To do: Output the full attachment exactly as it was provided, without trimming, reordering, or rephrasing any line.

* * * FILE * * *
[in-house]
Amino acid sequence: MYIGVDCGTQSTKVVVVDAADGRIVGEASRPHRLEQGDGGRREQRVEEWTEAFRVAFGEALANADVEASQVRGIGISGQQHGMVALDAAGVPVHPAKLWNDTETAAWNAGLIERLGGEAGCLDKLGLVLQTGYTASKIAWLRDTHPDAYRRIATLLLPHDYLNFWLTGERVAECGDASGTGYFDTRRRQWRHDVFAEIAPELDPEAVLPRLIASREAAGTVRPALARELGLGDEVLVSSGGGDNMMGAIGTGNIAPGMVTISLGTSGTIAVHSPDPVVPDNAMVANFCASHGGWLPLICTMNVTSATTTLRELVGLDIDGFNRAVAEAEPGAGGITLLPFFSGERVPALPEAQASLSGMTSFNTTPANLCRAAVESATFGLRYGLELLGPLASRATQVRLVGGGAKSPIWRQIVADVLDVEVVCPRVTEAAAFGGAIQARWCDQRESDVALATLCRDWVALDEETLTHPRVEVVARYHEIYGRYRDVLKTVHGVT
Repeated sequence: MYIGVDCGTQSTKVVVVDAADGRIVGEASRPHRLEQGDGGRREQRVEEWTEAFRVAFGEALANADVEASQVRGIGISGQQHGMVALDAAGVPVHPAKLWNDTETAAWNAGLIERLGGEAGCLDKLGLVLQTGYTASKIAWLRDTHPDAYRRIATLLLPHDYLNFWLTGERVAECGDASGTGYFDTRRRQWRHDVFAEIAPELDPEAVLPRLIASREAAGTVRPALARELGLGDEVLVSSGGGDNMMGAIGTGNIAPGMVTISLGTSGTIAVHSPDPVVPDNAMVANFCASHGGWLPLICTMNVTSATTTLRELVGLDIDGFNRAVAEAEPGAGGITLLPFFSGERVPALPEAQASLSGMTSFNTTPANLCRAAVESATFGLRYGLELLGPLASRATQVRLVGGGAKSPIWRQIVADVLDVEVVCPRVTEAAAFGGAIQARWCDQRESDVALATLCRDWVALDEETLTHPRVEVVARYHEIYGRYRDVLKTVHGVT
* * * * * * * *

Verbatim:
[in-house]
Amino acid sequence: MYIGVDCGTQSTKVVVVDAADGRIVGEASRPHRLEQGDGGRREQRVEEWTEAFRVAFGEALANADVEASQVRGIGISGQQHGMVALDAAGVPVHPAKLWNDTETAAWNAGLIERLGGEAGCLDKLGLVLQTGYTASKIAWLRDTHPDAYRRIATLLLPHDYLNFWLTGERVAECGDASGTGYFDTRRRQWRHDVFAEIAPELDPEAVLPRLIASREAAGTVRPALARELGLGDEVLVSSGGGDNMMGAIGTGNIAPGMVTISLGTSGTIAVHSPDPVVPDNAMVANFCASHGGWLPLICTMNVTSATTTLRELVGLDIDGFNRAVAEAEPGAGGITLLPFFSGERVPALPEAQASLSGMTSFNTTPANLCRAAVESATFGLRYGLELLGPLASRATQVRLVGGGAKSPIWRQIVADVLDVEVVCPRVTEAAAFGGAIQARWCDQRESDVALATLCRDWVALDEETLTHPRVEVVARYHEIYGRYRDVLKTVHGVT
Repeated sequence: MYIGVDCGTQSTKVVVVDAADGRIVGEASRPHRLEQGDGGRREQRVEEWTEAFRVAFGEALANADVEASQVRGIGISGQQHGMVALDAAGVPVHPAKLWNDTETAAWNAGLIERLGGEAGCLDKLGLVLQTGYTASKIAWLRDTHPDAYRRIATLLLPHDYLNFWLTGERVAECGDASGTGYFDTRRRQWRHDVFAEIAPELDPEAVLPRLIASREAAGTVRPALARELGLGDEVLVSSGGGDNMMGAIGTGNIAPGMVTISLGTSGTIAVHSPDPVVPDNAMVANFCASHGGWLPLICTMNVTSATTTLRELVGLDIDGFNRAVAEAEPGAGGITLLPFFSGERVPALPEAQASLSGMTSFNTTPANLCRAAVESATFGLRYGLELLGPLASRATQVRLVGGGAKSPIWRQIVADVLDVEVVCPRVTEAAAFGGAIQARWCDQRESDVALATLCRDWVALDEETLTHPRVEVVARYHEIYGRYRDVLKTVHGVT